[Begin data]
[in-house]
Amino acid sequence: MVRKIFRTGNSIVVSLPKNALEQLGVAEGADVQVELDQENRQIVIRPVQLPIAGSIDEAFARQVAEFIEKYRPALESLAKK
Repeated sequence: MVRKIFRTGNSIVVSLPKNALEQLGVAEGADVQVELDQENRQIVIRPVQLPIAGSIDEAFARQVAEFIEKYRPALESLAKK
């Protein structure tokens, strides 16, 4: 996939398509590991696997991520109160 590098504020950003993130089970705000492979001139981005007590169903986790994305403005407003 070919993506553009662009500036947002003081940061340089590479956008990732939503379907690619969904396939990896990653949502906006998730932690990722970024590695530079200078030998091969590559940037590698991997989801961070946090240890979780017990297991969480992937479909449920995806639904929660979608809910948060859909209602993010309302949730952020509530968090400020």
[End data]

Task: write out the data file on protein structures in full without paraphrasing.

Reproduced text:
[in-house]
Amino acid sequence: MVRKIFRTGNSIVVSLPKNALEQLGVAEGADVQVELDQENRQIVIRPVQLPIAGSIDEAFARQVAEFIEKYRPALESLAKK
Repeated sequence: MVRKIFRTGNSIVVSLPKNALEQLGVAEGADVQVELDQENRQIVIRPVQLPIAGSIDEAFARQVAEFIEKYRPALESLAKK
């Protein structure tokens, strides 16, 4: 996939398509590991696997991520109160 590098504020950003993130089970705000492979001139981005007590169903986790994305403005407003 070919993506553009662009500036947002003081940061340089590479956008990732939503379907690619969904396939990896990653949502906006998730932690990722970024590695530079200078030998091969590559940037590698991997989801961070946090240890979780017990297991969480992937479909449920995806639904929660979608809910948060859909209602993010309302949730952020509530968090400020």